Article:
I have probably tried more types of commercially available limoncello than anyone alive that doesn't work for a limoncello producer. Unfortunately there are no official awards for this type of achievement so patting myself on the back will have to do. The benefit to you is that I can definitely tell you what it costs to buy and to make limoncello.
A bottle of limoncello purchased at a store will cost about $20 USD. The exact average of 17 different brands was $19.25, ranging from a low of $13.99 to a high of $24.99. Making limoncello at home is cheaper if you don't count labor, and much more expensive if you do.
The quality of store-bought limoncello is highly variable in my opinion so that same twenty dollar bill can provide you a better or worse experience depending on which brand you choose. It's counter-intuitive because limoncello has few ingredients, but the quality of those ingredients matters a lot. See my reviews for more info on this.
To get an exact and current figure, I pulled prices for all the brands I've reviewed that are still sold plus 10 more that I plan to review in the near future. This is a snapshot of prices from the web as of 1/19/19, but limoncello prices don't fluctuate much over time. All prices are for a standard 750 ml bottle and all prices are in US dollars.
The overall average price for a bottle of limoncello is $19.25 and most of them cluster right around the $20 mark. Fabrizia and Morey are particularly inexpensive, which pulls the average down a bit from $20. Fabrizia is likely cheaper because it is made in the US, whereas most brands are imported from Italy. Morey is made in Spain, so I'm not sure why it's so cheap.
Price per 750ml Bottle
Sogno Di Sorrento
Ventura County Limoncello
Limoncello Di Capri
Vincenzi Limoncello Di Torino
If the appearance of the bottle itself is a factor for you, definitely check out all the different brands. Some have much cooler packaging than others. This isn't really a consideration for me--I only care about quality--but to each his or her own.
If you want to make your own limoncello at home, you are to be highly commended. That's the kind of initiative and self-reliance we see far too little of these days! But seriously, I've got plenty of advice for you on this site. However, the question at hand is about the cost of the DIY method vs. going to the liquor store.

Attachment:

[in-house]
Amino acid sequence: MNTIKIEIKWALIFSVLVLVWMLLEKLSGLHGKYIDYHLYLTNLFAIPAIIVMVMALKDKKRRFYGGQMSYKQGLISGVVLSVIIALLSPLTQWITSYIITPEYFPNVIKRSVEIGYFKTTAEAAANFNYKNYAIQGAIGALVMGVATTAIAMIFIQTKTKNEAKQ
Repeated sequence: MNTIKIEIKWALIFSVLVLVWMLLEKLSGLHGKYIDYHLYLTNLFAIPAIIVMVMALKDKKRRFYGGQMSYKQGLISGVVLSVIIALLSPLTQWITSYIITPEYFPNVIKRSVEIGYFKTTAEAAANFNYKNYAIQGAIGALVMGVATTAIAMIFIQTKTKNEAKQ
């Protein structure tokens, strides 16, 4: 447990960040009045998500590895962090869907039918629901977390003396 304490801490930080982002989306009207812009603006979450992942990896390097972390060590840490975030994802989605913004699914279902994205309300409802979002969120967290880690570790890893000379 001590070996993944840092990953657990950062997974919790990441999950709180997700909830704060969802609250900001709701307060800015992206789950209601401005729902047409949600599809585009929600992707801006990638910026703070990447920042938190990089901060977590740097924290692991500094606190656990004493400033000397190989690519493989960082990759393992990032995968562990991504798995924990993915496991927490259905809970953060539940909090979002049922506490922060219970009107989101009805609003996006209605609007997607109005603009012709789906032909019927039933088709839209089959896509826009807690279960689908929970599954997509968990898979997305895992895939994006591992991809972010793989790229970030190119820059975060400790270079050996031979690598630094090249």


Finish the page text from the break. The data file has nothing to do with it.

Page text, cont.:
I've calculated that a bottle of my own DIY limoncello costs about $8.80 to produce. That is lower than any of the prices above, but it's not comparable either. It omits any labor costs, which are substantial. Making limoncello is a labor of love that you pursue because you want it to suit your particular taste, not to save money. It also excludes the cost of the equipment you use. I don't think that's a huge deal because the equipment can be reused for many batches and there's not a lot of it anyway.
It's up to you! I have provided some reviews, and plan to produce many more. This will make it easy to decide when you go to the liquor store. The store I patronize has quite a lot of limoncello variety but that's highly unusual. The average liquor store you see in a strip mall has a very small selection, usually three or fewer varieties.
At the end of the day, you're drinking limoncello. How bad can it be? Definitely worth one Andrew Jackson if you ask me.
Q: Where can I buy (fill in the blank) brand of limoncello?
A: If you live in a state that allows liquor sales by mail, the world is your oyster. BevMo and other large online retailers can usually get you about anything you want. If you don't live in such a state (like me), then you're limited to what you can get in stores near you. There are huge wine and spirit outlets around like Total Wine & More though, which have large selections as well.
Q: Why are prices near me so different from your prices?
A: My prices above are internet prices, which tend to be very competitive. I have been to many specialty stores and have seen bottles of limoncello selling for $30 or more. This is because they don't move a lot of bottles in those stores. Limoncello doesn't last forever on a shelf so for a couple reasons, those stores aren't a good place to buy.
Q: Can you send me a sample of your own limoncello to try?
A: No. Like my limoncello, this site is a labor of love that costs me money every month. I won't be trying to scale that deficit by sending out samples...